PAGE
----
CHICAGO – Today’s US diners are more familiar with Asian cuisine than ever before because Thai, Japanese, Vietnamese, Korean, Indian and regional varieties of Chinese cuisines have become commonplace on menus throughout the country. But as popular as Asian cuisines are, Asian concepts still occupy a relatively small share of the Top 500 restaurant chains in the US, leaving room for chain operators to grow their market share, according to Technomic.
“Looking at sales and unit numbers, we see that established Asian concepts have been able to grow, while newer Asian concepts have also been emerging. Both limited- and full-service Asian concepts within the Top 500 were even able to grow sales and unit counts through a sluggish economy, signaling strong opportunities for chains within this underrepresented segment,” said Mary Chapman, director at Technomic.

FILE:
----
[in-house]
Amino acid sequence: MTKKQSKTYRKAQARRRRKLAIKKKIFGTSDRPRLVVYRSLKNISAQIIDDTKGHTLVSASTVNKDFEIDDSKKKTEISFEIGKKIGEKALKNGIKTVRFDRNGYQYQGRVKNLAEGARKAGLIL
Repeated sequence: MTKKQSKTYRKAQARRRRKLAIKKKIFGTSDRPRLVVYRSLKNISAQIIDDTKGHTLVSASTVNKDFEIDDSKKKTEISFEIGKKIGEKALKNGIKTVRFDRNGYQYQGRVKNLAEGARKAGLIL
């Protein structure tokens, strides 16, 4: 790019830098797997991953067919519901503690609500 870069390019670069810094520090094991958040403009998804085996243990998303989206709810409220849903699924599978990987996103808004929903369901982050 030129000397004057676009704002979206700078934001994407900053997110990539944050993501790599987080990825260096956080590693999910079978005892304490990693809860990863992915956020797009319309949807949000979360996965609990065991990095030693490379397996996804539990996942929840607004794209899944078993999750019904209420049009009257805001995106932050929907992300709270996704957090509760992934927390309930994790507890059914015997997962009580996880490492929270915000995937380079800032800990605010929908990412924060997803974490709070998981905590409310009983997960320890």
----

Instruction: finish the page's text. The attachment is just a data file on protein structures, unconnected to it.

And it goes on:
Chipotle’s new Asian fast-casual concept is an indication of things to come in the segment, Chapman points out. She also feels traditional varied menu chain operators can benefit from consumer familiarity with Asian cuisines by adding new appetizers and entrées to their menus.
Technomic has developed the Market Intelligence Report: Asian to help restaurant operators and others aligned with the foodservice industry understand where growth opportunities exist in Asian cuisine.
Some study findings include:
- Among the Top 250 restaurant chains, there were 19 percent more Asian items on menus in the second half of 2010 compared with the same time period one year earlier.
- Between 2008 and 2010, the number of consumers who said they would be very likely to order a Chinese-style beef dish at a restaurant increased from 30 to 46 percent.
- Fifty-eight percent of surveyed consumers have tried and liked Asian sauces (teriyaki, soy, sweet and sour, Szechuan). These sauces were second only to barbecue in the number of consumers who said they had tried and liked an Asian sauce with a pork dish.